Author Topic: I disagree with a statement by Josh  (Read 42715 times)

Offline Vasja

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Re: I disagree with a statement by Josh
« Reply #160 on: December 16, 2011, 11:56:44 AM »
I'd disagree with the premise on two points:

1. Playing a separate game does not (necessarily) make you a better player in general.

Playing a game casually and approaching a game with a desire to learn and improve are wholly different things. Not only do some people learn differently than others, some facets of games are inherently different, and applying knowledge from one will not in any way guarantee you gains in the other.

As a stupid example: I've taken to playing blackjack with my friends on Sunday nights. I have not gotten better at playing blackjack over the several months we've been doing this, but I've also not improved in poker or craps - two related games that we also play. 'Broadening my horizons' has, if anything, deteriorated my play in multiple ways.

2. There is no clear measure of a 'good' player.

Does excelling in one aspect mean you are worse than a 'jack of all trades'? If you're speaking strictly about ability to optimize, it's hard to say. Someone might be the best damn E6 optimizer of all time, but where does that rate in 'skill of optimization'. If he's not very good at making 10 or 20 builds, does that mean he is inferior to someone who can, despite the fact that his other skills are much greater? Working without limits is an important skill, but working to a set of conditions is as well. Both are useful and demonstrate creativity, but it's tough to say that one is 'more important'.

If we're not talking about optimization, the measure is even more fluid. Good players may be those who can optimize best, or those who make the best jokes at the table. It's pretty 'up in the air'.

Offline BG_Josh

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Re: I disagree with a statement by Josh
« Reply #161 on: December 16, 2011, 02:37:21 PM »
Vasja,

1) again it is unstated  that you are going to learn the new game, not just execute it.  Similarly we assumeyou are going to try and apply the knowledge.

Here is a clear example: if you want to be better at judo, learn aikido.

2) there not being a clear measure is unimportant.

Offline Vasja

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Re: I disagree with a statement by Josh
« Reply #162 on: December 16, 2011, 03:17:24 PM »
True. Certainly, learning and application of gained knowledge is the only way it could work at all.

[Warning:  :blah]

However, I'd argue that there's often much less overlap in gaming then there are in physical pursuits. For example, consider two fairly disparate martial arts: jujitsu and muay thai. Would training muay thai make you better at jujitsu? Not at all in technique, but your endurance, hand-eye coordination, and strength would all most likely increase, thus improving your jujitsu.

Even here, however, there is less overlap that first seen. First, the important part of jujitsu is not strength but technique, which is completely ignored by trying the other art. In addition, some techniques learned in muay thai may actually hinder you in jujitsu, as you will have to rebuild your muscle memory.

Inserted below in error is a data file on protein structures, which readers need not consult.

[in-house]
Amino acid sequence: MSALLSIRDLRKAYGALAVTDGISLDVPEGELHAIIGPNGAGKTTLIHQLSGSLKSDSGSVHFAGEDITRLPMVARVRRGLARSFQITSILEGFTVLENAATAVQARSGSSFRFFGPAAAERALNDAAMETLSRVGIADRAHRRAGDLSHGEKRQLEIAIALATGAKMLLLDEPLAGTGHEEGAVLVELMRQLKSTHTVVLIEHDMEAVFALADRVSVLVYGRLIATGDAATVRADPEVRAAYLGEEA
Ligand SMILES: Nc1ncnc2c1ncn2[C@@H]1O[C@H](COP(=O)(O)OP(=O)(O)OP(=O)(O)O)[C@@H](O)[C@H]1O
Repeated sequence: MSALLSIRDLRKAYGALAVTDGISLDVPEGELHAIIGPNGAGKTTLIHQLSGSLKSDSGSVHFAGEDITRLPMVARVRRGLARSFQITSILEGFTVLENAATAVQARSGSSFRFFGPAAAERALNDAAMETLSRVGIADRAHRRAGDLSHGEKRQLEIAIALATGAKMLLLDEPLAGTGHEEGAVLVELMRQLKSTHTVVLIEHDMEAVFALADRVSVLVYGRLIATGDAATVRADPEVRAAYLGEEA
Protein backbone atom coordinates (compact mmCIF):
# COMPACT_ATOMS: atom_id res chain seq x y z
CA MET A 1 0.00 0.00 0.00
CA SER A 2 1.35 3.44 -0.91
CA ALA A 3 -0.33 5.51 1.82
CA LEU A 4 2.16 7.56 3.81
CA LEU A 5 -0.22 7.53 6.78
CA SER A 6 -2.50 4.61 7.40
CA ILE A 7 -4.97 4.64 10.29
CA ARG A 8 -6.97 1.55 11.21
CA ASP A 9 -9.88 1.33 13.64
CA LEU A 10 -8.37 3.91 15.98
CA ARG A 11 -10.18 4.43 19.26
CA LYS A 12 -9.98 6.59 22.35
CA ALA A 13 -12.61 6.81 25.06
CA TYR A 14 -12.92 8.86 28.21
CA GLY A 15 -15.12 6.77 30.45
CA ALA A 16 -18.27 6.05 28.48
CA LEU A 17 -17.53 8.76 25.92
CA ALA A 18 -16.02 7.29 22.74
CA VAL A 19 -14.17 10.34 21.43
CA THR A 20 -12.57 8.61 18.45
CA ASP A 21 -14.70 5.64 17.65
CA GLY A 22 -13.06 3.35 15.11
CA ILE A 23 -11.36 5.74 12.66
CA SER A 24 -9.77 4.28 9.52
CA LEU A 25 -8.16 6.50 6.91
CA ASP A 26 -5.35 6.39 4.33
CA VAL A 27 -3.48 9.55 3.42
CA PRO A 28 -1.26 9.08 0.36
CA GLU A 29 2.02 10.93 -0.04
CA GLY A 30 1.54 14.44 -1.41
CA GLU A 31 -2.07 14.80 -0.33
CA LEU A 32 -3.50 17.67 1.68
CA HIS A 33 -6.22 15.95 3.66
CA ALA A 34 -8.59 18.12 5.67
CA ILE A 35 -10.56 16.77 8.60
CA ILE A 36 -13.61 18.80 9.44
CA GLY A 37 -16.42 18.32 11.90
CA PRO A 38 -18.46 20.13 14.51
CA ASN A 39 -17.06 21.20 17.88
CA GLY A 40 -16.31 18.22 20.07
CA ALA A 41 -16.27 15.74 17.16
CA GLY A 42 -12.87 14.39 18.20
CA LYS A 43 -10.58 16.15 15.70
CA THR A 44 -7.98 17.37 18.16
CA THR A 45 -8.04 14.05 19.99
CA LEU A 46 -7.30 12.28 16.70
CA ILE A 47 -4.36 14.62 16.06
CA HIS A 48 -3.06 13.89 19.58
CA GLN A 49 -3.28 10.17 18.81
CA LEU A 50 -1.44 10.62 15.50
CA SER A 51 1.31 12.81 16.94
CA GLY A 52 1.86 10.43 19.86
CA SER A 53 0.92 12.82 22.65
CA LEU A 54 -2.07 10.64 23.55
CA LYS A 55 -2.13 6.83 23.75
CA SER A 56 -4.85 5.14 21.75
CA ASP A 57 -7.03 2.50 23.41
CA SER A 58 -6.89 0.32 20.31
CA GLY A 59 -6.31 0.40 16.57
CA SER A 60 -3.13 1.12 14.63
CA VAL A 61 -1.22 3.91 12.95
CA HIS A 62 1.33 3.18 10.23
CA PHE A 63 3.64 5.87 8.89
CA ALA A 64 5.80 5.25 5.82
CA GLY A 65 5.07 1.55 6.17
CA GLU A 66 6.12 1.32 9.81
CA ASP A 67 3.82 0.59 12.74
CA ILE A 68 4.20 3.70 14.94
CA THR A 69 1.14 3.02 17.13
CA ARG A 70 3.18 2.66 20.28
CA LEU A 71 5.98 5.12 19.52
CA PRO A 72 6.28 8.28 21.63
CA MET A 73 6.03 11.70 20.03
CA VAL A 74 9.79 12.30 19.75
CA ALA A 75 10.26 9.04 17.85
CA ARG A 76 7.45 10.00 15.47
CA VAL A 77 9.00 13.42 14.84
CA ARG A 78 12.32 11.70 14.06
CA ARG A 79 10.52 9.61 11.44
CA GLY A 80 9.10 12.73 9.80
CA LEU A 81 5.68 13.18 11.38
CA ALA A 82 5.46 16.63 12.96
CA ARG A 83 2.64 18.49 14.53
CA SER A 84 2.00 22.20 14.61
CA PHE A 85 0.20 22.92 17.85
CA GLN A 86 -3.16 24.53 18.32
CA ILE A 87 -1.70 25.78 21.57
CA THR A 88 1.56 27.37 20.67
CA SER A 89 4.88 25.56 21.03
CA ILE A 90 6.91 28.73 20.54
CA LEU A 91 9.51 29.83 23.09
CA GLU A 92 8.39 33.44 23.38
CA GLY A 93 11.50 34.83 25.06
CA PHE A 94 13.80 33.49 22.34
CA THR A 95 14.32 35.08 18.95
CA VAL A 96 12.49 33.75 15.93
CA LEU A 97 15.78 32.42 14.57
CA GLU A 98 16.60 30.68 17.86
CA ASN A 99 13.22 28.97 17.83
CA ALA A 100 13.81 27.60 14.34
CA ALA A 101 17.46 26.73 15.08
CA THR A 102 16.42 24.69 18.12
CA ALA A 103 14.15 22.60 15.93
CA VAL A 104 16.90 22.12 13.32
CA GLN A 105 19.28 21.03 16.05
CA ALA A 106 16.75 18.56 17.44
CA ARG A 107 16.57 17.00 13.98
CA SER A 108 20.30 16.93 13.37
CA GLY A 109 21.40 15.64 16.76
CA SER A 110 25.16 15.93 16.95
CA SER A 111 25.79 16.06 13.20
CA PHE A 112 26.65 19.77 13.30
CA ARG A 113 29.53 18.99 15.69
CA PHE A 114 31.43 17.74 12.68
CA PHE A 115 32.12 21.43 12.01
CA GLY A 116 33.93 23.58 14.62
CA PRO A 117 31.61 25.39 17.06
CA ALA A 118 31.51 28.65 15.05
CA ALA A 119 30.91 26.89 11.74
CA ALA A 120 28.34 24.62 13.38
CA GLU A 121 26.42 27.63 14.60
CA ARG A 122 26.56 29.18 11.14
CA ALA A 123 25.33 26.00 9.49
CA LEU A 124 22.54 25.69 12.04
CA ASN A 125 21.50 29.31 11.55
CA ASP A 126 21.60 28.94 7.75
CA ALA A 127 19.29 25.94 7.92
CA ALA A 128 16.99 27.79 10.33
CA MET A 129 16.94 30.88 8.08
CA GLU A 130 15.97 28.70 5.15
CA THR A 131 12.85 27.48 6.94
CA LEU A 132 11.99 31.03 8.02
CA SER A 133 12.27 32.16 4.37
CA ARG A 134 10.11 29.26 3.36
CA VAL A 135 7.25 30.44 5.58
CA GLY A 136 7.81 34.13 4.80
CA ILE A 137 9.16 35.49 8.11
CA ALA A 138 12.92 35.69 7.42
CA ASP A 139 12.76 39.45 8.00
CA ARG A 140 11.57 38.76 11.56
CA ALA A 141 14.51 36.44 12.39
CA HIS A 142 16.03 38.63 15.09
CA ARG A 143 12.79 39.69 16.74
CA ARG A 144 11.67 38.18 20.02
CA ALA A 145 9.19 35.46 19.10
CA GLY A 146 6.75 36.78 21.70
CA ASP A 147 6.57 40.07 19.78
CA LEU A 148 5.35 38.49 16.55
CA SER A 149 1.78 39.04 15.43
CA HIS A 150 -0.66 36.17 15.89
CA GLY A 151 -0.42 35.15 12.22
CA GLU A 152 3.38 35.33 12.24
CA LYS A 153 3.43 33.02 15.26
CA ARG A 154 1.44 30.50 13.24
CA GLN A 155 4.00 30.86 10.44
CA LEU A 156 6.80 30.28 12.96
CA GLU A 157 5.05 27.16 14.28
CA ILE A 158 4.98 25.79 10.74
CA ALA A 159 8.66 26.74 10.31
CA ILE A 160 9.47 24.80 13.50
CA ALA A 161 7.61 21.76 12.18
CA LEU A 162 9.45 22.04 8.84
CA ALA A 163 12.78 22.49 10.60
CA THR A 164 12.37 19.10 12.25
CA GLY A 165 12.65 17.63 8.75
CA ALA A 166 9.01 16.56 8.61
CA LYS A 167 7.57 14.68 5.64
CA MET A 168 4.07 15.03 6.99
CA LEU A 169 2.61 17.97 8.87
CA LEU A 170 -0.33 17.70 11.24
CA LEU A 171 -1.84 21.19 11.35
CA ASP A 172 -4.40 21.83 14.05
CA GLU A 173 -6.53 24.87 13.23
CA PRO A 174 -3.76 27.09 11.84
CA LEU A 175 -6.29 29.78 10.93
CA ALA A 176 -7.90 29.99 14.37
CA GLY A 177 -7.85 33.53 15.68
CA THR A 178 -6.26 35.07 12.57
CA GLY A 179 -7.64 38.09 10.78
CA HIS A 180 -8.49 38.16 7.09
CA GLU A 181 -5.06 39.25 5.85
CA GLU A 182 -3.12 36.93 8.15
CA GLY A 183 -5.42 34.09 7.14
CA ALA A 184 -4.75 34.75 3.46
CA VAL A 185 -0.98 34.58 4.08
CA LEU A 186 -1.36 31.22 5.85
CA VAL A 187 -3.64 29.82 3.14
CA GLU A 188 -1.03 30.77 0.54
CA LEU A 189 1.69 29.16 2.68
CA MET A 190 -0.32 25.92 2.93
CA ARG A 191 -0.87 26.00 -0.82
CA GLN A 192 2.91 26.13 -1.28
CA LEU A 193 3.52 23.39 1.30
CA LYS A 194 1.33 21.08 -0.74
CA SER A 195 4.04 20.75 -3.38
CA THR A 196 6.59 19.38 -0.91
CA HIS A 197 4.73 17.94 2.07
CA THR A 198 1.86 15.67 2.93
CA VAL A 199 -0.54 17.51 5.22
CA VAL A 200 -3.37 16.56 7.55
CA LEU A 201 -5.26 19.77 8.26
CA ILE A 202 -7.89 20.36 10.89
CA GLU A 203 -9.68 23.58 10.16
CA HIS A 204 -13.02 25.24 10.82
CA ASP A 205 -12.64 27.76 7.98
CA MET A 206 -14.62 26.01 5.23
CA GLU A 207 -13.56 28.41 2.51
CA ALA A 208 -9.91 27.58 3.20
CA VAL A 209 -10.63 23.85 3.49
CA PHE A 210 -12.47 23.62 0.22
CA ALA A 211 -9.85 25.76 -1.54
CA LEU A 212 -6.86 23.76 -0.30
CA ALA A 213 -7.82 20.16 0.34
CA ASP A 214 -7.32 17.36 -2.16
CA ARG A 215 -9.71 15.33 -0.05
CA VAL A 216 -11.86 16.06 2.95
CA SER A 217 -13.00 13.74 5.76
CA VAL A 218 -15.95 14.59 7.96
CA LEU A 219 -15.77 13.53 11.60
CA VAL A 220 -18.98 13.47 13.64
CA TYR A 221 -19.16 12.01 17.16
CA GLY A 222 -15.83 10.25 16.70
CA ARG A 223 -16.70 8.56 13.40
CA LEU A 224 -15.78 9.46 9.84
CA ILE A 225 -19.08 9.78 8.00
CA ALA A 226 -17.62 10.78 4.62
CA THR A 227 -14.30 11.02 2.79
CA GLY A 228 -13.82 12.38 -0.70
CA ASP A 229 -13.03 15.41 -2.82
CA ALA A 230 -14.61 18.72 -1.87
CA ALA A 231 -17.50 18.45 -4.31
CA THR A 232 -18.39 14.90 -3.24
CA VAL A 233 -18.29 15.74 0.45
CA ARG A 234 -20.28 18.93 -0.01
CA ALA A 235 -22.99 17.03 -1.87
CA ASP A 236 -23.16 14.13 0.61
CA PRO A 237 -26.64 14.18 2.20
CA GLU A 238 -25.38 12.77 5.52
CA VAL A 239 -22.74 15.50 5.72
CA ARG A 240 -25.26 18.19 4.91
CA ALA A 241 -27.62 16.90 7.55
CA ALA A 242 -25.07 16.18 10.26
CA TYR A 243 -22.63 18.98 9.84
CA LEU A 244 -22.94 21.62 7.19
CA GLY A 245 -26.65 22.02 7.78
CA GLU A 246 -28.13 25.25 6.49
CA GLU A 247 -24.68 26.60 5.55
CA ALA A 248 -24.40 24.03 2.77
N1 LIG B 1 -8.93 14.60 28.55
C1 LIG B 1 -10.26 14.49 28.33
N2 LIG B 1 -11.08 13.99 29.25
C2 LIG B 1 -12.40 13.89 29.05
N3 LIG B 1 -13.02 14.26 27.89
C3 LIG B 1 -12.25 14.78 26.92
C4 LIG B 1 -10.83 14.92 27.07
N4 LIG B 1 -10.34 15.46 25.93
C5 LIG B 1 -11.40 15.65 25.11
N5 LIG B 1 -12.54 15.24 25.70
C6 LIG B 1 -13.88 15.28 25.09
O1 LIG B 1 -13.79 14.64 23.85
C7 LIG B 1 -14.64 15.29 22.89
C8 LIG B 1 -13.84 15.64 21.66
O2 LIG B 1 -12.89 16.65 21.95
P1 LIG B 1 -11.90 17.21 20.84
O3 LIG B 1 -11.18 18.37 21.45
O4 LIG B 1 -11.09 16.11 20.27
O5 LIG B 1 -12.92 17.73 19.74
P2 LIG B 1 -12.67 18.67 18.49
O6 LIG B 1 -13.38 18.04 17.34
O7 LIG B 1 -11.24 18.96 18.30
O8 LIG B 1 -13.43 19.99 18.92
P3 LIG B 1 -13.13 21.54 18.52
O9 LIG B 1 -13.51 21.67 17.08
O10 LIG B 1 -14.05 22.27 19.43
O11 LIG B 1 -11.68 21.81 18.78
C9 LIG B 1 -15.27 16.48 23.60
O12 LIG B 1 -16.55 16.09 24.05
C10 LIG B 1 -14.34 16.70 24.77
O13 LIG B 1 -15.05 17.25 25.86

These technical aspects I see as being most akin to the games we play. When two games share a common ground you could certainly gain skill by practicing both instead of one - take Pathfinder and 3.5 for example. The two systems are similar enough that if you spent time optimizing one it's pretty clear you'd have a good sense of what the other offers as well. I see that as akin to your judo/aikido example - the similarity in techniques gives you a greater benefit.

On the other hand, even in similar 'fields' you can often have very little overlap. Sure, I learned a lot in that aikido class - but my time would have much been better spent practicing judo for the same amount of effort. Perhaps if you've completely exhausted your knowledge and creativity with regard to a specific subject (which is quite unlikely to happen), then time spent on a different system could benefit you - but it might not. It related heavily to your own creative process and how best you can come up with ideas - which might be best spending gaining experience in the very system you feel you've exhausted.



I think a somewhat clear measure of what a good player is is also important. On what basis do you say 'you would be a better player if...' without being able to, at least in a general sense', quantify what a 'better player' is? Optimization is subjective in almost every case, because games are subject to the whims of the players. You have subjective limits set on you in every scenario, whether that be social rules or simply the limits of the game system itself.

I guess a reasonable definition would be - 'A good optimizer is a player who, given a system and a set of guidelines on building a character, is able to build an effective character within that system that follows the given guidelines as closely as possible.' I don't think this is something that is necessarily improved by learning other systems, though it can sometimes be.
« Last Edit: December 16, 2011, 03:19:23 PM by Vasja »

Offline BG_Josh

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Re: I disagree with a statement by Josh
« Reply #163 on: December 16, 2011, 04:22:09 PM »
1) we are wander afield here.  I brought up sports, ma in specific because in that area the topic is not even controversial.  It is an established thing.

Also, similar is actually not as helpfull.  Football players learn ballet, not rugby.

2) I generally reserve the specifics of criteria to the case at hand.  Until a catagorical system is invented.

Offline Vasja

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Re: I disagree with a statement by Josh
« Reply #164 on: December 16, 2011, 04:40:29 PM »
Yes, but there are very specific reasons football players take ballet. Foot coordination/health and flexibility, triggered in a different way. Ballet, won't improve the soccer player's knowledge of field positioning, passing lanes, or overall strategy. I argue that these are the things that are most alike to optimization in DnD, and thus are things that you are unlikely to learn by exploring other systems.

What would dX or Vampire teach me about optimization in 3.5?

Offline BG_Josh

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Re: I disagree with a statement by Josh
« Reply #165 on: December 16, 2011, 06:47:09 PM »
Yes, but there are very specific reasons football players take ballet. Foot coordination/health and flexibility, triggered in a different way. Ballet, won't improve the soccer player's knowledge of field positioning, passing lanes, or overall strategy. I argue that these are the things that are most alike to optimization in DnD, and thus are things that you are unlikely to learn by exploring other systems.